Wednesday, April 2, 2008

Seeing things as others see them

Day 2 of our our journey of reconciliation began with a 6-30 Mass followed by prayers at 7-00. Not the usual way I start the day.

Our coach left Tantur promptly at 8-00 to take us to the old city of Jerusalem in the company of Alan Rabinowitz, a Jewish guide who had been living in Jerusalem for 20 years.

We entered the old city through the Dung Gate with the intention of going on to visit the Dome of the Rock on what Jews and Christians regard as the Temple Mount. The queues meant that tourists are back in Jerusalem, Israel and the West Bank. They also meant we would not be able to visit as we intended.

Instead we took a look at the mount from a wonderful vantage point and began a fascinating walk through the crowded, narrow alleyways of the ancient city.

We visited first the Muslim Quarter to be reminded of the centuries of Muslim presence in this ancient city. As we moved fromthe Muslim to the Christian quarter we went up on to the flat roof of an Austrian hospice to have a remarkable rooftop view of the whole of the ancient city.

It was then along part of the Via Dolorosa to the Church of the Sepulchre. Mixed feelings here. Strange to think there was some reason for thinking this was the site of the Crufixion, the burial and the resurrection of Jesus. In some ways it was moving. In other ways it was forbidding, if that's the right word! I wondered whether the concentration of the importance of 'place' was a denial of all that Christ had stood for. Isn't the risen Christ let loose in the world and not identified with a 'holy place'? Much food for thought!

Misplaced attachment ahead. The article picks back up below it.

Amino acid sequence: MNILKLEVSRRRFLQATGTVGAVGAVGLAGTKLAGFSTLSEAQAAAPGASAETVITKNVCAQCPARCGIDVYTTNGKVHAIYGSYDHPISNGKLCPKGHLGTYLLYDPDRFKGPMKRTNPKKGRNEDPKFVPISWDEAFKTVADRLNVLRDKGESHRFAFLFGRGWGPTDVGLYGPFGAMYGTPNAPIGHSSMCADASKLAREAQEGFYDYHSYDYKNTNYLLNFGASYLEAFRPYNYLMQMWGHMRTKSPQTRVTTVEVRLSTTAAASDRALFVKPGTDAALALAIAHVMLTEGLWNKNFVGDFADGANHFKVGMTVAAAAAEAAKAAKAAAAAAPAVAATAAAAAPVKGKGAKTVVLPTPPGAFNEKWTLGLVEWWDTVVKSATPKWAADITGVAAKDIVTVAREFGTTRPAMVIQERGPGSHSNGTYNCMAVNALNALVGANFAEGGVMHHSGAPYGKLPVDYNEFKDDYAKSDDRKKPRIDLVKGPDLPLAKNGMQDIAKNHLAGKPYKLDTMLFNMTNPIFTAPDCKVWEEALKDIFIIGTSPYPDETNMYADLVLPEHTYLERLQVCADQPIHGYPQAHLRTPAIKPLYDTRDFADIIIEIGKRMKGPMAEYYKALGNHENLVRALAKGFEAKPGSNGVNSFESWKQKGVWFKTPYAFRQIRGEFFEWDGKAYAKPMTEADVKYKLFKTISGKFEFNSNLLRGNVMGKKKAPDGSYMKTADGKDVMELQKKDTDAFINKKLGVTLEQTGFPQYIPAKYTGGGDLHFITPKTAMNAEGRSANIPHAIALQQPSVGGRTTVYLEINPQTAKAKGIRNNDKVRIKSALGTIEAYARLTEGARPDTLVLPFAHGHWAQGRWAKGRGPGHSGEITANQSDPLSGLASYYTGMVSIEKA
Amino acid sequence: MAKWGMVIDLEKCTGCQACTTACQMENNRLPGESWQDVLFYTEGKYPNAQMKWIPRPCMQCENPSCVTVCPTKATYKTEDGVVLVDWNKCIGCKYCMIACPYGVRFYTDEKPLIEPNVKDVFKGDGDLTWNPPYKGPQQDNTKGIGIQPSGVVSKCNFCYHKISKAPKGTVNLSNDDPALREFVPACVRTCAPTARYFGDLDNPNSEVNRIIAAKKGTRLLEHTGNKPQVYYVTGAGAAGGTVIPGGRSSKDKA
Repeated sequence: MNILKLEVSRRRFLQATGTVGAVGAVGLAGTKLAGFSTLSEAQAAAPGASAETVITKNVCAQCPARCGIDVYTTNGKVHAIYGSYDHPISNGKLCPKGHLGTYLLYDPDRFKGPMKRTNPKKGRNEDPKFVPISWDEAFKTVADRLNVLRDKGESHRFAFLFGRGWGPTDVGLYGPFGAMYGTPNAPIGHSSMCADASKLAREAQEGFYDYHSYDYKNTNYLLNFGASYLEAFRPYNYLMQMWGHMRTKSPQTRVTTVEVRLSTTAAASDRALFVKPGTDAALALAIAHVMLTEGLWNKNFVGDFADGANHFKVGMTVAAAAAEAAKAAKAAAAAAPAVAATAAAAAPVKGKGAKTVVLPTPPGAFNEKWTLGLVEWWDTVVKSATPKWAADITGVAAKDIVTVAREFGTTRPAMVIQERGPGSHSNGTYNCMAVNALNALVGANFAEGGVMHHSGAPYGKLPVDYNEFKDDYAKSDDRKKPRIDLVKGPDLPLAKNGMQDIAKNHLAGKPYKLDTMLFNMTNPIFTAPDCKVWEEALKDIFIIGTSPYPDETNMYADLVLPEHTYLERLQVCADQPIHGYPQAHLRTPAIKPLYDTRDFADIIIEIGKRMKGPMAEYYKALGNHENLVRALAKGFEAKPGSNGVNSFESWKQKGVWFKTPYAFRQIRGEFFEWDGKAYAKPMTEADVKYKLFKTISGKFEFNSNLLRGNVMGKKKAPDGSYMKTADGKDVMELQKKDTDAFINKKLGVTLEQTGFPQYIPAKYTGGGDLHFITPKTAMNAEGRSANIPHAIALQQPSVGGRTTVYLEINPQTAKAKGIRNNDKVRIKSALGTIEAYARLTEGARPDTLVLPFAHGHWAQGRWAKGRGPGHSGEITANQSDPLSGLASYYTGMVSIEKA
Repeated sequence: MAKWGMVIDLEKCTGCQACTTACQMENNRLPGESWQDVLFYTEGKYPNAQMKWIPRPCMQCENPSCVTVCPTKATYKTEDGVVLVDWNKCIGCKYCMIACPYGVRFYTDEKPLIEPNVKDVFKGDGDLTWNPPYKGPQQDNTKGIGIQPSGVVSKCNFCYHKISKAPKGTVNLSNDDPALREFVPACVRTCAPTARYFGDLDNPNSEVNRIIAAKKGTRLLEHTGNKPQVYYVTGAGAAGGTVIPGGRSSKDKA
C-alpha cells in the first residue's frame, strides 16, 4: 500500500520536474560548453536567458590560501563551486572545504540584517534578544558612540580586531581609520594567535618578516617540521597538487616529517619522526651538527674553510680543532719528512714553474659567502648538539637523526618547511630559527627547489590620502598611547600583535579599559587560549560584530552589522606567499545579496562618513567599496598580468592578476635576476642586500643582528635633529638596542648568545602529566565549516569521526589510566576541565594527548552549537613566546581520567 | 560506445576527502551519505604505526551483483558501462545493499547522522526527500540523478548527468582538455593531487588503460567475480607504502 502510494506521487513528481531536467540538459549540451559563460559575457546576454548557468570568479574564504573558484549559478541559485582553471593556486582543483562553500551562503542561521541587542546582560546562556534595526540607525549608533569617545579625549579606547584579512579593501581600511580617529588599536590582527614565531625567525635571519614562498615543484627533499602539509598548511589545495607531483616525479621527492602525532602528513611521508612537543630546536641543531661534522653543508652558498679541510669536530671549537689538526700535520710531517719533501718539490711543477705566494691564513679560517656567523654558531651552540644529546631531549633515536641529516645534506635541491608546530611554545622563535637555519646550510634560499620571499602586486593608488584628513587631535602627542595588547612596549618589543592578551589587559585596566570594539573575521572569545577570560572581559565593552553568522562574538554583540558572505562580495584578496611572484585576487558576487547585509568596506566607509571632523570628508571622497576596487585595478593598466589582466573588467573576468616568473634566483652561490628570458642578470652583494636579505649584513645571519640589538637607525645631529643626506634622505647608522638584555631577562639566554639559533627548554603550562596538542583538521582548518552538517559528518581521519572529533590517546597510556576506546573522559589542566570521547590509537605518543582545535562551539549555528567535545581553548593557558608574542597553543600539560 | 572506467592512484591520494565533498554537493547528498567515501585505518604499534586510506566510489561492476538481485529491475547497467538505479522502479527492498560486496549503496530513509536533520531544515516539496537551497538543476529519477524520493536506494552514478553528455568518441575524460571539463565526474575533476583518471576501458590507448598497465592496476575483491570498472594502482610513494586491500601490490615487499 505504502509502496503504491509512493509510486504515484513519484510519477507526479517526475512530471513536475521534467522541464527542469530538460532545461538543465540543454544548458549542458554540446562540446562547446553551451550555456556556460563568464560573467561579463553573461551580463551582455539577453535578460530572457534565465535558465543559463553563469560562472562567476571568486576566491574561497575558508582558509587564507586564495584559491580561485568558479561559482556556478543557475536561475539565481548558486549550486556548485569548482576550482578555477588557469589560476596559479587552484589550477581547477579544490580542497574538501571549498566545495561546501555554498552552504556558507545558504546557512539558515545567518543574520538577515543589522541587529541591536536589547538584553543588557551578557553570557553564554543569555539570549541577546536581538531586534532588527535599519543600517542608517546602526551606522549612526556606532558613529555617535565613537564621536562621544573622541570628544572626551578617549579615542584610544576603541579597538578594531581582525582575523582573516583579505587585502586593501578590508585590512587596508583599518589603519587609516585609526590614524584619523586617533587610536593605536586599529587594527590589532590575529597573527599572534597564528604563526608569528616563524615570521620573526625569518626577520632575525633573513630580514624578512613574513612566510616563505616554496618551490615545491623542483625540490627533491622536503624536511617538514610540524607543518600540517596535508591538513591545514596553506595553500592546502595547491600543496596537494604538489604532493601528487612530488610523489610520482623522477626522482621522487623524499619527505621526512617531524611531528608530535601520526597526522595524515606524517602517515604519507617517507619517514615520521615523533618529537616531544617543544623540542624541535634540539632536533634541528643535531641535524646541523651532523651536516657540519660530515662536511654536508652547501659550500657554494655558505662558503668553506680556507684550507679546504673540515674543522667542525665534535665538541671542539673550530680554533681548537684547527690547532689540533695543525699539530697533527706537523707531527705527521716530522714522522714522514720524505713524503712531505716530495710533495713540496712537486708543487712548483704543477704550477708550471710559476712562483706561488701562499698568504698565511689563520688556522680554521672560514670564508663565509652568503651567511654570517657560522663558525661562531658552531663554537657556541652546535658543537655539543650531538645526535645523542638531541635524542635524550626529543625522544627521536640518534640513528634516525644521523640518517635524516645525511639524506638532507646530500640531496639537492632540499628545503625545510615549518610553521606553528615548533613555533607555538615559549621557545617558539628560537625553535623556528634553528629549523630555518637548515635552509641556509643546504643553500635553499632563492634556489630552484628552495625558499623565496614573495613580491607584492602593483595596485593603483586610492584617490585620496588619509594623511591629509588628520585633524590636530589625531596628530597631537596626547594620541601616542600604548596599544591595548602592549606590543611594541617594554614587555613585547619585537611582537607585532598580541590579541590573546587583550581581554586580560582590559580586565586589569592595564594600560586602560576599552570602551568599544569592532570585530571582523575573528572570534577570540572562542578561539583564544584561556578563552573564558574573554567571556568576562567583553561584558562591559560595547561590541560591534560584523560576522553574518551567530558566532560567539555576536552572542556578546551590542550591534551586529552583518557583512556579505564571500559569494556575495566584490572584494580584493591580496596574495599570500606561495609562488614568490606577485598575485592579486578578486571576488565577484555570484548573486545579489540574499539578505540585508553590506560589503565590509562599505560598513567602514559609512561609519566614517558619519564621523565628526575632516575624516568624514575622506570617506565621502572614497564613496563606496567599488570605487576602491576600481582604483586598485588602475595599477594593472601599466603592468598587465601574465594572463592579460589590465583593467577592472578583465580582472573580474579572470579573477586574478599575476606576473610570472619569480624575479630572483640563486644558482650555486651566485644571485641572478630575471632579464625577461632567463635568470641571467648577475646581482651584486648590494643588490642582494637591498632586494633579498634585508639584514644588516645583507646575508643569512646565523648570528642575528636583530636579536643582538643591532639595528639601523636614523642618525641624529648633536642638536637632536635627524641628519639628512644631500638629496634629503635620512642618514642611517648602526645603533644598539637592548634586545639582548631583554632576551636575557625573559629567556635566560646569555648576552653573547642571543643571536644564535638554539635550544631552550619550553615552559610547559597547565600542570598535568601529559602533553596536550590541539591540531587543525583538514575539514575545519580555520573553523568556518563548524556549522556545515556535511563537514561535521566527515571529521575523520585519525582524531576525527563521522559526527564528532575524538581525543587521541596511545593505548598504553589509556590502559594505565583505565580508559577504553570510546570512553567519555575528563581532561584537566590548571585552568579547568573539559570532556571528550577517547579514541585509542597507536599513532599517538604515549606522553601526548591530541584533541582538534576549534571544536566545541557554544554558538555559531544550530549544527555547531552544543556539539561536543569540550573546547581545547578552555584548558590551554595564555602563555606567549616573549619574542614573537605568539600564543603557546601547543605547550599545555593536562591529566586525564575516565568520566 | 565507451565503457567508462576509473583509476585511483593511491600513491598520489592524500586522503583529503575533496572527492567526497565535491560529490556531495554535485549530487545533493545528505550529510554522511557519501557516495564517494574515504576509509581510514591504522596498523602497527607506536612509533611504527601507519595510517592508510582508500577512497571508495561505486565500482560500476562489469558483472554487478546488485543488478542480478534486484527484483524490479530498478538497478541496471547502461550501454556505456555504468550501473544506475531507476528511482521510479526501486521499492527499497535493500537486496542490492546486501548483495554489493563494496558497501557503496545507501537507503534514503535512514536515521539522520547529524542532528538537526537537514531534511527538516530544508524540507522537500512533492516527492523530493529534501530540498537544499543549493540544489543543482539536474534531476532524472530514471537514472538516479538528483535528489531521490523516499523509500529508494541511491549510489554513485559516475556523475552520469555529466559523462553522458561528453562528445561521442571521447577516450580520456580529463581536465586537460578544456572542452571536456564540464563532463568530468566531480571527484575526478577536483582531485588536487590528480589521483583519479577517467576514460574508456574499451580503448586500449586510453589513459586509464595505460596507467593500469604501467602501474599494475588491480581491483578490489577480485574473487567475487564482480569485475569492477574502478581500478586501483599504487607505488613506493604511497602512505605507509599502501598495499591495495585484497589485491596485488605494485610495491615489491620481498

Our walk took us through the Christian Quarter and on to the Armenian Quarter.

It was back for lunch and a 90 minute break before a two hour session with a remarkable Rabbi David Rosen. Once Chief Rabbi in South Africa, in Ireland and now very involved in bringing together leaders of the three great Abrahamic religions in conversations with each other. This the first time such conversations have taken place at a formal level in history.

It was remarkable to hear of his commitment to his own faith, and at the same time a commitment to working for peace and reconciliation among those of other faiths. Not only food for thought, but grounds for hope.

After supper the final session of the day was a talk by Mohammad Haroun who has given a lifetime of commitment again as an Islam to an understanding of Islam that rejects what might be called Islamism with its agenda of world domination, in favour of the need to see in others people created in the image of God.

The most moving moment of our journey of reconciliation came when one of our number, a vicar in Belfast, Northern Ireland insisted on getting in one more question after the alotted time. Drawing on her experience of peacemakers in Northern Ireland experiencing the rejection of their contemporaries and sometimes of their communities, she thanked our speaker and urged him to continue in his commitment to work for peace for the good of his chidlren and his grandchildren too.

A remarkable day that seemed to give rise to hope.

Our journey continues tomorrow at an even earlier hour ... so more news later!

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